December 8, 2014
Rolling Stone Writer On UVA Rape Story: “I put her story through the wringer best as I could”
The controversy over Rolling Stone’s story on rape at the University of Virginia’s campus is raising new questions about how the controversy might affect victims and those accused.
It’s also raising a renewed debate about journalism ethics and standards, and how allegations are treated in the media.
Plenty of news organizations are tackling that question now; some, like Washington Post’s Erik Wemple, are calling for the editors who worked on the story to resign. So far, they’ve posted an apology; author Sabrina Rubin Erdely has been largely silent.
Before the inconsistencies in the story came to light, several caller squestioned Erdely’s approach to the story and its subjects on our fellow WAMU 88.5 program The Kojo Nnamdi Show.
LISTEN: Sexual Assault At UVA, The Kojo Nnamdi Show, Nov. 25, 2014
One caller who identified himself at Jim said he “was amazed at that lack of corroborating evidence.”
I mean, she says the girl — she leaves the party. Nobody saw her … is there any evidence that she went and interviewed people? She says the dean said that the reason that they want to keep the statistics down [is] because nobody wants to send their daughter to a rape school. But I don’t see any time that she asked, if she corroborated it. I don’t see any [evidence] that she tried to talk to the alleged perpetrators. Thank you.
Well, I should also point out that, you know, especially for people who haven’t read the article yet, the story of Jackie’s rape is an incredibly powerful one. You know, she brought her story to the administration and they did absolutely nothing about it. But what’s also important to note is that I interviewed many other victims of sexual assault at University of Virginia and the story they told was very consistent, which is the same story that Jackie tells, which is a culture that silences victims, that discourages them from reporting in the first place by their peers.
And when they get to the administration, it’s sort of subtly and sometimes not so subtly discourages them from moving their cases forward. So Jackie is not an isolated case.
(The magazine published a story looking at reader reaction: Rape at UVA: Readers Say Jackie Wasn’t Alone)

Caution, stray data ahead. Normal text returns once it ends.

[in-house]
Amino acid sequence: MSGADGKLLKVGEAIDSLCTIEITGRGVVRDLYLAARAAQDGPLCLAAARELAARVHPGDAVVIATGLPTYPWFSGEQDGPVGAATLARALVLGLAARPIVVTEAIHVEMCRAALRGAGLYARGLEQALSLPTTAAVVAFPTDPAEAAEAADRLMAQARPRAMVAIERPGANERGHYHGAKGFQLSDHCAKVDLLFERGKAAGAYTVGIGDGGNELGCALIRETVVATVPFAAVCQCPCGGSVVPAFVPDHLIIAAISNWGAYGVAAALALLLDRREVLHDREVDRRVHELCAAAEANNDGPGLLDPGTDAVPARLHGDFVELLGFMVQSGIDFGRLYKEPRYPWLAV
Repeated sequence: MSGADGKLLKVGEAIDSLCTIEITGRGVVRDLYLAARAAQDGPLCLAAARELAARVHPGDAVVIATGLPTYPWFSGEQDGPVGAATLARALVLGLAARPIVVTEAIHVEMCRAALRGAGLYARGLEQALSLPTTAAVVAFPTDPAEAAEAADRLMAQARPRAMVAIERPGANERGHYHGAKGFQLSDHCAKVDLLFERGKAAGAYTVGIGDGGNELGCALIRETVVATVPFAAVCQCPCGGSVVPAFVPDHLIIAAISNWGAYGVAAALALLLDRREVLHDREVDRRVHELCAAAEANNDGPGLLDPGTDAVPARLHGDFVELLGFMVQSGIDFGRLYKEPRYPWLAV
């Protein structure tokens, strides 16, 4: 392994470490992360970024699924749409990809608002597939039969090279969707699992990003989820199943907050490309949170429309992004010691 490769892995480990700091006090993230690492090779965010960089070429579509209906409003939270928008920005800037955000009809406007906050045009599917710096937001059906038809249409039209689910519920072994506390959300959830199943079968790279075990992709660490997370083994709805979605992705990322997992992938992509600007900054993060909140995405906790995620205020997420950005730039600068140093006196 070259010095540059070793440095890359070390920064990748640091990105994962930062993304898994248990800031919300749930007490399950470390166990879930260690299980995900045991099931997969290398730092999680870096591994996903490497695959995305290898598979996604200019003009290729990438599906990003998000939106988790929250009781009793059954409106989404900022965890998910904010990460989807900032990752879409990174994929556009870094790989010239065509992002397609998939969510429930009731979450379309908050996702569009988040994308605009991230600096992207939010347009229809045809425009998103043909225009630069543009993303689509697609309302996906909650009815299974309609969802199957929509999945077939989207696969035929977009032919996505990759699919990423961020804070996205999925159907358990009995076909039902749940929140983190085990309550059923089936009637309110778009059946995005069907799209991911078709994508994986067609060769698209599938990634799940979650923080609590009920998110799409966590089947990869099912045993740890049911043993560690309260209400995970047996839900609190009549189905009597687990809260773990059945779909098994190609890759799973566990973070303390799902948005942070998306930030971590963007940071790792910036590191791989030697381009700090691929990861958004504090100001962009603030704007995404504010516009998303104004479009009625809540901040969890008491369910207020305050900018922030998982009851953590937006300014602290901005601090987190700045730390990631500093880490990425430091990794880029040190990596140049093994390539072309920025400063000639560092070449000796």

Another caller, who identified himself as a recent graduate of The University of Virginia, chimed in 10 minutes later.
I’m not saying that this girl was lying in any way. It’s extremely terrible and I don’t even understand why she would ever, you know, make such accusations that weren’t true. But what did you do to kind of make sure that the entire story was accurate? Because when you put stuff out there like this, it’s really, really damaging to the school, really, really damaging to the fraternity. So you wanted to make sure, I’m sure, that everything she was saying was true. So what besides, you know, the common trend you found by talking to other students did you do to verify the story?
Erdely said she “put her story through the wringer best as I could.”
I checked every aspect that I could. I found her to be a very credible person. At the end of the day, you know, look, I was not in that room, you know, on that terrible night so I couldn’t tell you … for sure what happened.
But I can tell you that she is a tremendously traumatized person. I can tell you that her — the story that she told from that night on to all of her friends has been very consistent. And she is incredibly traumatized. Something happened to her in that room.
I also say in terms of like the attitude of sort of shock and denial from people at UVA, I get that. You know, I understand that there’s been quite a reaction at UVA. Nobody wants to think that something like that can happen on a campus that they love and, you know, in a place where you feel like you’re safe. But my hope is that people will be able to sort of read this calmly and use it as a starting point for a really important discussion.
Will we see more reactions, or ramifications? We take a look at 10/9c Dec. 9. Tune in here.
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